Richard Speer, Visual Art Source: Jenene Nagy

Review: Jenene Nagy at PDX Contemporary


by Richard Speer
Visual Art Source

In “Mass,” Jenene Nagy couches a conceptual premise — the fluid relationship between the second and third dimensions — in a disarmingly poetic celebration of place. Inspired by the desert landscape on the outskirts of Southern California’s Coachella Valley, where she has lived since 2014, Nagy has married the minimalism of another desert-lover, the late Agnes Martin, with a brazenly maximalist technique. In graphite drawings such as the scroll-like “Older than the host 1,” she covers the picture plane completely in small, obsessive lines, which from afar appear monolithically black but betray their intricacy when you get up close. The drawings, folded then unfolded to impart diamond-shaped creases, indirectly reference Native Southwestern in their refined geometry.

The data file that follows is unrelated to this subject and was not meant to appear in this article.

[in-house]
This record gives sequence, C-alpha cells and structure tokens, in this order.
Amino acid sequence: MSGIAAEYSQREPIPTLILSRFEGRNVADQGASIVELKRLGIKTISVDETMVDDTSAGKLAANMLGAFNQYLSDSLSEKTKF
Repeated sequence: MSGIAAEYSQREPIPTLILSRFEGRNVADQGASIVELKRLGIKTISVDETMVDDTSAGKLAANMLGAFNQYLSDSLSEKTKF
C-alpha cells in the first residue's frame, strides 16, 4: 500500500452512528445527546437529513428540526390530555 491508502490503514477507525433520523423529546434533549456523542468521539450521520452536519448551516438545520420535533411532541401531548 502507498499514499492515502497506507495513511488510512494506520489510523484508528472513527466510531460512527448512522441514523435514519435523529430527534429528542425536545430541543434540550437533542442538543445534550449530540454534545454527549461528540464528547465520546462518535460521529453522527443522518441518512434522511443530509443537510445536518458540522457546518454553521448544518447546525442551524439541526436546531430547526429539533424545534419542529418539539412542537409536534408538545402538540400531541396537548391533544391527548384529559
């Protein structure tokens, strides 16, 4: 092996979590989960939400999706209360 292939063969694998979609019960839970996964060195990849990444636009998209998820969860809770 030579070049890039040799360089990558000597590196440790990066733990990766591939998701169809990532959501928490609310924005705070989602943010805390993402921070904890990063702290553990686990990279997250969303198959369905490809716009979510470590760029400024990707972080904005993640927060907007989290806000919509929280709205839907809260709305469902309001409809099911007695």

On the gallery’s east wall, a ten-foot-square digital photograph, taken in Nagy’s backyard, contextualizes the works amidst a vista of rocks and palm trees glittering in the light of dusk. Perhaps the show’s strongest piece is the sly “Field 2,” in which a square graphite drawing is mounted asymmetrically on archival linen and framed in polished metal. Mixing austerity with flash, it embodies a certain SoCal sleaze-chic endemic to The Standard Hotel and American Apparel ads:  simple, sexy, and, with its fetishistic mixing of surfaces, just a little bit perverse.